The Phase II regulations for stormwater controls were challenged in Environmental Defense Center v. US EPA, 344 F.3d 832 (9th Cir. 2003) (EDC v. EPA). In that case, petitioners contended that the EPA arbitrarily failed to regulate discharges from forest roads under the Phase II rule. The court held that the EPA failed to consider the petitioners' comments and remanded the issue to the EPA “so that it may consider in an appropriate proceeding Petitioner's contention that § 402(p)(6) requires the EPA to regulate forest roads. The EPA may then either accept Petitioners' arguments in whole or in part, or reject them on the basis of valid reasons that are adequately set forth to permit judicial review.” Id. at 863.
More recently, in Northwest Environmental Defense Center v. Brown, 640 F.3d 1063 (9th Cir. 2011) (NEDC), a citizen suit was filed alleging violations of the Clean Water Act for discharging stormwater from ditches alongside two logging roads in state forests without a permit. The court held that because the stormwater runoff from the two roads in question is collected by and then discharged from a system of ditches, culverts and channels, there was a point source discharge of industrial stormwater for which an NPDES permit is required. As discussed above, the Agency specified in the Phase I rule that the term “storm water discharge associated with industrial activity” does not include discharges from facilities or activities excluded from the NPDES program under other parts of the EPA's regulations, including the aforementioned Silvicultural Rule. The EPA intends through this regulation to more clearly limit Phase I applicability to only those silvicultural facilities that are “rock crushing, gravel washing, log sorting, and log storage facilities.”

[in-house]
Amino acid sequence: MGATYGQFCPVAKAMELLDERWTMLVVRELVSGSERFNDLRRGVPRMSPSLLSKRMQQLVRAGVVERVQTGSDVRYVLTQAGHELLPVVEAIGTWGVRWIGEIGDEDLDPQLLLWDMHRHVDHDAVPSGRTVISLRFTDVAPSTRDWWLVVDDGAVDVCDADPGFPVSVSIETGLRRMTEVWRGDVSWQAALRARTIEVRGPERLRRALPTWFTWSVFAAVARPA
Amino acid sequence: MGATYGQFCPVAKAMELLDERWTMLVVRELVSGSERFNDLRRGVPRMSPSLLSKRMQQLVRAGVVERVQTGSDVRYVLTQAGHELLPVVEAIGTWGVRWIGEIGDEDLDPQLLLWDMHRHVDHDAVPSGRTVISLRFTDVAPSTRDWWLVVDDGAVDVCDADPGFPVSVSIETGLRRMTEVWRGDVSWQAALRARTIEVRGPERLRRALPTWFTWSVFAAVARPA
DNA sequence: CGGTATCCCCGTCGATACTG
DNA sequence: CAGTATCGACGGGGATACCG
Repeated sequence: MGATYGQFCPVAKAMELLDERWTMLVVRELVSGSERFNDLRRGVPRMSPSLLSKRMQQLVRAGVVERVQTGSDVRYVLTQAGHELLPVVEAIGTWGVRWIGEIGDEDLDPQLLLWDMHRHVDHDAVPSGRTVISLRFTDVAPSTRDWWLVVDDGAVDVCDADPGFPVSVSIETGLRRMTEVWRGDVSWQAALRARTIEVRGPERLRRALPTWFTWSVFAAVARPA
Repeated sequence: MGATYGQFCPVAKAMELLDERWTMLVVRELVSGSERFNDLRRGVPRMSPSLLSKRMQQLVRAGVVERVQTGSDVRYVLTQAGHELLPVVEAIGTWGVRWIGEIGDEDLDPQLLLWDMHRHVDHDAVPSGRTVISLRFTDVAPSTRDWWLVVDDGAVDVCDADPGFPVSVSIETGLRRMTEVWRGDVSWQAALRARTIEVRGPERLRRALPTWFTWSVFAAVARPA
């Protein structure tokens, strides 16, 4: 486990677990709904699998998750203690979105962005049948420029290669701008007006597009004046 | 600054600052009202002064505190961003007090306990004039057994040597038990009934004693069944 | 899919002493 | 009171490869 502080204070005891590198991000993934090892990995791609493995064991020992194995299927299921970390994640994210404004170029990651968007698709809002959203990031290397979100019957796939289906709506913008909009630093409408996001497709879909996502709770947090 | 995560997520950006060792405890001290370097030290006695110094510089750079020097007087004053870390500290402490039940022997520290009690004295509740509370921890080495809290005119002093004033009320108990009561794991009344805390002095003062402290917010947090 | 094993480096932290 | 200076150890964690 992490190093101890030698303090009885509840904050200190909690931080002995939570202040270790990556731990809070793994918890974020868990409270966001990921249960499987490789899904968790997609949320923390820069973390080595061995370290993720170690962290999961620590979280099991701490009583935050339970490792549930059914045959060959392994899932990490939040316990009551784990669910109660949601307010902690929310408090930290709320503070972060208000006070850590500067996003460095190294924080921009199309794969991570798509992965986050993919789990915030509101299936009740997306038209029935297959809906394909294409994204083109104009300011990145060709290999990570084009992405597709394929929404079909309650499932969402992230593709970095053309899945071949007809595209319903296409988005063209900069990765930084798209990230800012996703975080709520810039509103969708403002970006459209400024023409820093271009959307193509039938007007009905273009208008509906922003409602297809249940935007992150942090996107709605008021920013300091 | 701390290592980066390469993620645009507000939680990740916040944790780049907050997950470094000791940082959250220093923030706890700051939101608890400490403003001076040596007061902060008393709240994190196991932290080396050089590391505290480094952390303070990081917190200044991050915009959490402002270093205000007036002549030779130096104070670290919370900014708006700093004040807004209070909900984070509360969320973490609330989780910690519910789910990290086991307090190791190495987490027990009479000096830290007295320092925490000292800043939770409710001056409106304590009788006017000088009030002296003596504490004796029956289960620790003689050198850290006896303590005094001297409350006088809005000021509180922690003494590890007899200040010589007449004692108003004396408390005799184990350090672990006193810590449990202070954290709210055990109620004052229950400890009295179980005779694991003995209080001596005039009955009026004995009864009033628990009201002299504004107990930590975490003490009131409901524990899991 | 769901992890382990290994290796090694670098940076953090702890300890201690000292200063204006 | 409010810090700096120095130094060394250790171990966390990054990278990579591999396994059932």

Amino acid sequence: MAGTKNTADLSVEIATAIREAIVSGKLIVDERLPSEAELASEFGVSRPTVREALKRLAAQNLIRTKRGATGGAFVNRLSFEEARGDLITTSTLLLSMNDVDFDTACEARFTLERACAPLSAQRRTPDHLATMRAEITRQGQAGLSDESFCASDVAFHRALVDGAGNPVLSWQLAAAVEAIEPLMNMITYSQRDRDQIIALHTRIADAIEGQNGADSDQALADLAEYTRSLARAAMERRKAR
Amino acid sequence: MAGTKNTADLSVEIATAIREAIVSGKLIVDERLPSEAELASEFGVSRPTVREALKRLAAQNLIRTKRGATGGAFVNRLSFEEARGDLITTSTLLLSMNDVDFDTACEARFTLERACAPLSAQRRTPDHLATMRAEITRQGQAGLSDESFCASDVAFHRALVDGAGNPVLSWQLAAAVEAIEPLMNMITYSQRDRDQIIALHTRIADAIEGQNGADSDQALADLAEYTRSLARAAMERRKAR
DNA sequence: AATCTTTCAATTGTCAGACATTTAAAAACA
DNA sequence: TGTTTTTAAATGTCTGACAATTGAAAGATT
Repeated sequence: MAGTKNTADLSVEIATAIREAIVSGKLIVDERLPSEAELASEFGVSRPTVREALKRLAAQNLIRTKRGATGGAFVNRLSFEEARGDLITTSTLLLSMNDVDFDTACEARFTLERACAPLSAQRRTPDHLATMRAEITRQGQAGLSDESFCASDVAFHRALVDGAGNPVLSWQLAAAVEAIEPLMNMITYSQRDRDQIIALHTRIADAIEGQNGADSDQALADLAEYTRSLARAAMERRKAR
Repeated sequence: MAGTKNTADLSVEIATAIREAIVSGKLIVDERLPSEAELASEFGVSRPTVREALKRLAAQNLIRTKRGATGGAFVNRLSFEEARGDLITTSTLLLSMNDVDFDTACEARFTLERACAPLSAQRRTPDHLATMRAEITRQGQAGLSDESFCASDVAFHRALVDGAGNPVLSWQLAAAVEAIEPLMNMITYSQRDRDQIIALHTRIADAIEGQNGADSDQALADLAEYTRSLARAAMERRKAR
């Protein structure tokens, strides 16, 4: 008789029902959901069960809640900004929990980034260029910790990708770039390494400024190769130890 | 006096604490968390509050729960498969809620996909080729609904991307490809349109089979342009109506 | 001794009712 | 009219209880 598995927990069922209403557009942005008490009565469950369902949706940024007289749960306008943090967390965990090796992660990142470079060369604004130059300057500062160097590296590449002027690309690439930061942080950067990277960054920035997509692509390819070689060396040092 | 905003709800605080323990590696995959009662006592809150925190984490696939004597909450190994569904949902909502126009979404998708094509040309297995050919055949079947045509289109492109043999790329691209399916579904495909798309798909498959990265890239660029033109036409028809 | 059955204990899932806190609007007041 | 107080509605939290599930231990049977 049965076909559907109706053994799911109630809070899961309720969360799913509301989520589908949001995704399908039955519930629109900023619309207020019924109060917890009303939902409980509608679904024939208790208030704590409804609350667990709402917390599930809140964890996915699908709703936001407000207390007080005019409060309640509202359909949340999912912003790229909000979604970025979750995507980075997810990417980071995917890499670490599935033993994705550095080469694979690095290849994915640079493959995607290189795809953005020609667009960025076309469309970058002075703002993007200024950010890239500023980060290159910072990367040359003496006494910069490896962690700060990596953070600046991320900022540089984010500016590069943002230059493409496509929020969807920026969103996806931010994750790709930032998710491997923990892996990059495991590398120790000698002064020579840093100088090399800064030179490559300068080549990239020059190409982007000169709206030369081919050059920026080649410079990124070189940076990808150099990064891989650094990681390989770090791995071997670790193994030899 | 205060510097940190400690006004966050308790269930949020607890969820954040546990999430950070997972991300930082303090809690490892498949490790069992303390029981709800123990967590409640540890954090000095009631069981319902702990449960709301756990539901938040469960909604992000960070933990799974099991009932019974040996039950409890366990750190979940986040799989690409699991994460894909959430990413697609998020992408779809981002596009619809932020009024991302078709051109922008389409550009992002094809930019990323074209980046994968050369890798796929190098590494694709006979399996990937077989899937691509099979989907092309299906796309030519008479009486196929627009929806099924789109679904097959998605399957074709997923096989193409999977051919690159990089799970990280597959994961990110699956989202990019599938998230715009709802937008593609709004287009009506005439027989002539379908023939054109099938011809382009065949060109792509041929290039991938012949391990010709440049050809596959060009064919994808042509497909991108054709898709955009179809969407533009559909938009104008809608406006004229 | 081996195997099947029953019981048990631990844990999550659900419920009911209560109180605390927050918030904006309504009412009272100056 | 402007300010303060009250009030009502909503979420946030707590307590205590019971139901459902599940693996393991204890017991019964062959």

In response to the partial remand under EDC v. EPA, the Agency continues to review available information on the water-quality impacts of stormwater discharges from forest roads, which include logging roads as discussed above, as well as existing practices to control those discharges and is considering a range of options to address such discharges, which could include designating a subset of stormwater discharges from forest roads for regulation under the Agency's section 402(p) rulemaking authority. The EPA believes that the broad range of flexible approaches under section 402(p)(6) may be well suited to address the complexity of forest road ownership, management, and use. EPA is currently evaluating comments on its Notice of Intent to Revise Stormwater Regulations To Specify That an NPDES Permit is Not Required for Stormwater Discharges From Logging Roads and To Seek Comment on Approaches for Addressing Water Quality Impacts From Forest Road Discharges (77 FR 30473, May 23, 2012), as it considers possible next steps.
In the interim, the EPA notes that Congress has directed that permits are not required for stormwater discharges for logging roads. Under the Consolidated Appropriations Act of 2012, until September 30, 2012, the Administrator may not require an NPDES permit or directly or indirectly require any state to require a permit, for discharges of stormwater runoff from roads, the construction, use, or maintenance of which are associated with silvicultural activities.